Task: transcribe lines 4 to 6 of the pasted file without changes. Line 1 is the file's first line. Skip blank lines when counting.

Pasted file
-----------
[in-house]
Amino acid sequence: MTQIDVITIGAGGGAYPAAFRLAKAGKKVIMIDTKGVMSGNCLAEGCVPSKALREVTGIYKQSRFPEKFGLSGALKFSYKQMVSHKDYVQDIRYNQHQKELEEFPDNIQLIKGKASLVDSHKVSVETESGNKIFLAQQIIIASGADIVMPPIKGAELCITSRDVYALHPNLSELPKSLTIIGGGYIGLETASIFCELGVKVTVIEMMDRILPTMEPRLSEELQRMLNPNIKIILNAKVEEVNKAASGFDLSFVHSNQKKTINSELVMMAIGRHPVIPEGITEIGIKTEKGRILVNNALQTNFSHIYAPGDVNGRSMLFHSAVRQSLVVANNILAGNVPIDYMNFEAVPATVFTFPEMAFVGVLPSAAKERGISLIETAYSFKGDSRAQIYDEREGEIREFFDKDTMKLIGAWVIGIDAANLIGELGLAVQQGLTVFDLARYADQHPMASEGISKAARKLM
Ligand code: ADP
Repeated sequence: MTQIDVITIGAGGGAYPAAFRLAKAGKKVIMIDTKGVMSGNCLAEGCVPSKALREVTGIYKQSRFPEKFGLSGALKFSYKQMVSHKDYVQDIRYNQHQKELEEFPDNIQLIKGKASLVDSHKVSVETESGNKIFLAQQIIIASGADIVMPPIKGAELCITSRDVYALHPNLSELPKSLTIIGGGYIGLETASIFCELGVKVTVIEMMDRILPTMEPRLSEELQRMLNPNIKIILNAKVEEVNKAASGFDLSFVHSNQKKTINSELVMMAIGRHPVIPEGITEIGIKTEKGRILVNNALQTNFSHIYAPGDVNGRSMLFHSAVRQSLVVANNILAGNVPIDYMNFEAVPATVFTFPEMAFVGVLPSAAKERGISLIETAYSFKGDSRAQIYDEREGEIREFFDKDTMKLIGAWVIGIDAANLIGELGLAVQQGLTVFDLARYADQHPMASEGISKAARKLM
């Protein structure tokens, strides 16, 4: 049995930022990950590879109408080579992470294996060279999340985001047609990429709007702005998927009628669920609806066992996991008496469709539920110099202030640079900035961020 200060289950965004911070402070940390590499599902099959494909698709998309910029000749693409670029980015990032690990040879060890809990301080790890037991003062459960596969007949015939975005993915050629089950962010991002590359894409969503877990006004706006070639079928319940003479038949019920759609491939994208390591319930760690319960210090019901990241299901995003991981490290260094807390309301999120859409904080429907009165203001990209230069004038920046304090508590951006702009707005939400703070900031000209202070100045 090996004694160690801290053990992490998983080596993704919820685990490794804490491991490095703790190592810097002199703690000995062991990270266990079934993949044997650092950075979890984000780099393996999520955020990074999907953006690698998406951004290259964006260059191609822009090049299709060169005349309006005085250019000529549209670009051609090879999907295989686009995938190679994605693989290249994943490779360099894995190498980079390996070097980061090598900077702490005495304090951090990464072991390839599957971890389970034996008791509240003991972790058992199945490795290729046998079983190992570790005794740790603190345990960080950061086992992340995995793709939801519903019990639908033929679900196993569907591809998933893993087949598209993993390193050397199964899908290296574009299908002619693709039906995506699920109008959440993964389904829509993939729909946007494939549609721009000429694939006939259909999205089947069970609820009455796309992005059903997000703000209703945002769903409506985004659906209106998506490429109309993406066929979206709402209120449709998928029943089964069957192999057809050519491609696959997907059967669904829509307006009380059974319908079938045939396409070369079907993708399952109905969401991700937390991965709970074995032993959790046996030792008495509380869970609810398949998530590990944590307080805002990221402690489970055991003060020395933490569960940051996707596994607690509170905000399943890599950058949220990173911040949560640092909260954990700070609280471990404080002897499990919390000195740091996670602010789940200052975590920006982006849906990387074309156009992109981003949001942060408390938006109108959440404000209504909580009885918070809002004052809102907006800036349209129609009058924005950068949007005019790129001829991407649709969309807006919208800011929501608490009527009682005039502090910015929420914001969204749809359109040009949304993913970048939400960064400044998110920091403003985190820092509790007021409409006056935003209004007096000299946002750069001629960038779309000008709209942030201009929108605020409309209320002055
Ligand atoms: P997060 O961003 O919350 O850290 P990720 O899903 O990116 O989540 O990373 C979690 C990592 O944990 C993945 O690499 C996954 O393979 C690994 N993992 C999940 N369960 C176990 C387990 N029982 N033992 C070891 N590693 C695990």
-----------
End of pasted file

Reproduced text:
Repeated sequence: MTQIDVITIGAGGGAYPAAFRLAKAGKKVIMIDTKGVMSGNCLAEGCVPSKALREVTGIYKQSRFPEKFGLSGALKFSYKQMVSHKDYVQDIRYNQHQKELEEFPDNIQLIKGKASLVDSHKVSVETESGNKIFLAQQIIIASGADIVMPPIKGAELCITSRDVYALHPNLSELPKSLTIIGGGYIGLETASIFCELGVKVTVIEMMDRILPTMEPRLSEELQRMLNPNIKIILNAKVEEVNKAASGFDLSFVHSNQKKTINSELVMMAIGRHPVIPEGITEIGIKTEKGRILVNNALQTNFSHIYAPGDVNGRSMLFHSAVRQSLVVANNILAGNVPIDYMNFEAVPATVFTFPEMAFVGVLPSAAKERGISLIETAYSFKGDSRAQIYDEREGEIREFFDKDTMKLIGAWVIGIDAANLIGELGLAVQQGLTVFDLARYADQHPMASEGISKAARKLM
């Protein structure tokens, strides 16, 4: 049995930022990950590879109408080579992470294996060279999340985001047609990429709007702005998927009628669920609806066992996991008496469709539920110099202030640079900035961020 200060289950965004911070402070940390590499599902099959494909698709998309910029000749693409670029980015990032690990040879060890809990301080790890037991003062459960596969007949015939975005993915050629089950962010991002590359894409969503877990006004706006070639079928319940003479038949019920759609491939994208390591319930760690319960210090019901990241299901995003991981490290260094807390309301999120859409904080429907009165203001990209230069004038920046304090508590951006702009707005939400703070900031000209202070100045 090996004694160690801290053990992490998983080596993704919820685990490794804490491991490095703790190592810097002199703690000995062991990270266990079934993949044997650092950075979890984000780099393996999520955020990074999907953006690698998406951004290259964006260059191609822009090049299709060169005349309006005085250019000529549209670009051609090879999907295989686009995938190679994605693989290249994943490779360099894995190498980079390996070097980061090598900077702490005495304090951090990464072991390839599957971890389970034996008791509240003991972790058992199945490795290729046998079983190992570790005794740790603190345990960080950061086992992340995995793709939801519903019990639908033929679900196993569907591809998933893993087949598209993993390193050397199964899908290296574009299908002619693709039906995506699920109008959440993964389904829509993939729909946007494939549609721009000429694939006939259909999205089947069970609820009455796309992005059903997000703000209703945002769903409506985004659906209106998506490429109309993406066929979206709402209120449709998928029943089964069957192999057809050519491609696959997907059967669904829509307006009380059974319908079938045939396409070369079907993708399952109905969401991700937390991965709970074995032993959790046996030792008495509380869970609810398949998530590990944590307080805002990221402690489970055991003060020395933490569960940051996707596994607690509170905000399943890599950058949220990173911040949560640092909260954990700070609280471990404080002897499990919390000195740091996670602010789940200052975590920006982006849906990387074309156009992109981003949001942060408390938006109108959440404000209504909580009885918070809002004052809102907006800036349209129609009058924005950068949007005019790129001829991407649709969309807006919208800011929501608490009527009682005039502090910015929420914001969204749809359109040009949304993913970048939400960064400044998110920091403003985190820092509790007021409409006056935003209004007096000299946002750069001629960038779309000008709209942030201009929108605020409309209320002055
Ligand atoms: P997060 O961003 O919350 O850290 P990720 O899903 O990116 O989540 O990373 C979690 C990592 O944990 C993945 O690499 C996954 O393979 C690994 N993992 C999940 N369960 C176990 C387990 N029982 N033992 C070891 N590693 C695990």